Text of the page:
Truck Speed Limit Regulations by State
Why do state laws vary?
In the United States, there are different speed limit regulations for cars and trucks per each state or jurisdiction — which usually means that the truck speed limit is lower than that of passenger vehicles (depending on various conditions).
These specific speed limits are usually only applicable to large commercial motor vehicles (CMVs) such as trailers, buses, and heavy trucks, and depend on whether it is in urban or densely populated areas, as well as whether it is day or night driving.
Truck Speed Limit Laws: The Complete List
Highway speed limits can range from 35 mph (56 km/h) in urban areas to 85 mph (137 km/h) in rural areas. Typically posted in increments of five miles per hour (mph), truck speed limits are set by either the state or the local counties, municipalities or other local statutes. Many jurisdictions have speed limits that are lower for trucks (not light trucks or large passenger vehicles referred to as trucks).
Be sure to check all posted speed limits and drive according to the conditions of the road. The information listed below is only general information and is only meant to be used as a reference. It should not be considered the legal authority.
|State||Rural Interstates||Urban Interstates||Other Limited Access Roads|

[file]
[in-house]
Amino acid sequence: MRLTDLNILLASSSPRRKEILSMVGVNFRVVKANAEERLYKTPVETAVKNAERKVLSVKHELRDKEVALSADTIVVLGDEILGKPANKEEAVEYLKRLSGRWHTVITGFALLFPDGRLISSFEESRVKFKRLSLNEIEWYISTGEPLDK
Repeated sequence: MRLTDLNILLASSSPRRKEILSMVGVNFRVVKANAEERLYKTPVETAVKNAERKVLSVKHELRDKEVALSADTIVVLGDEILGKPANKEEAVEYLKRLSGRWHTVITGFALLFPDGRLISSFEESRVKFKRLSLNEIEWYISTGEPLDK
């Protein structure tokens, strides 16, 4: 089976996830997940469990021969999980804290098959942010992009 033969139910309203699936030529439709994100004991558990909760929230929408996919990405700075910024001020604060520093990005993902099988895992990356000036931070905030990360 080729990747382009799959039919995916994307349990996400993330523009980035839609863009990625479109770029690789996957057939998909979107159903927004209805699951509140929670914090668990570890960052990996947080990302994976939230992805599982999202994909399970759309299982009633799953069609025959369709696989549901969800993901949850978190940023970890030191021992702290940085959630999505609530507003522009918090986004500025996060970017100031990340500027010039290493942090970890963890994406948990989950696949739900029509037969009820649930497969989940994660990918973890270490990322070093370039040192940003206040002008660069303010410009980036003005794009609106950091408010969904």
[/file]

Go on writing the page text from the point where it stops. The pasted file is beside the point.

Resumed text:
|Minnesota||70||55, 60 or 65||65|
|Montana||65||65||70Day / 65Night|
|New Hampshire||65 or 70||65||55|
|New York||65||55||55 with exceptions|
|North Dakota||75||75||70 or 65 (4 lanes or less)|
|Oregon||55 or 65||55 or 65||55|
|West Virginia||70||60 or 65||65|
Why Do State Laws Vary?
Traditionally, states are responsible for setting speed limits. However, in the mid-1970s Congress withheld funds from states that had speed limits that were higher than 55 mph by passing the National Maximum Speed Law. It was done for a couple of reasons:
- As a response to the 1973 oil crisis, to reduce gasoline consumption. It was done since cars were thought to run more efficiently and use less gas at a speed of 55 mph (this effect on fuel efficiency has been heavily debated.)
- Thought to increase safety. But the impact on safety is unclear as studies and opinions of safety advocates are mixed when it comes to speed limits for trucks.
At the time, motorists widely disregarded the law, and in 1987 the requirements were changed for rural interstates and then completely repealed by 1995. Speed limit choices were again up to the states and today, 41 states have some portions of the roadway system that have speed limits of 70mph or higher.
In rare instances, such as for West Virginia, speed limits are not set by law, but by the Commissioner of the Division of Highways. In Rhode Island, speed limits not set by law, but by state traffic commission. For more information on individual state speed limits or transportation laws, contact the State Highway Safety Offices in each state.
*Guam does not have any Interstates. The maximum truck speed limit is 35 in rural areas, 15 in residential areas, 15 or 25 in school zones.
**Based on an engineering and traffic investigation, Pennsylvania truck speed limit is 70 on specific segments.
***Table data was compiled from the Insurance Institute for Highway Safety (IIHS).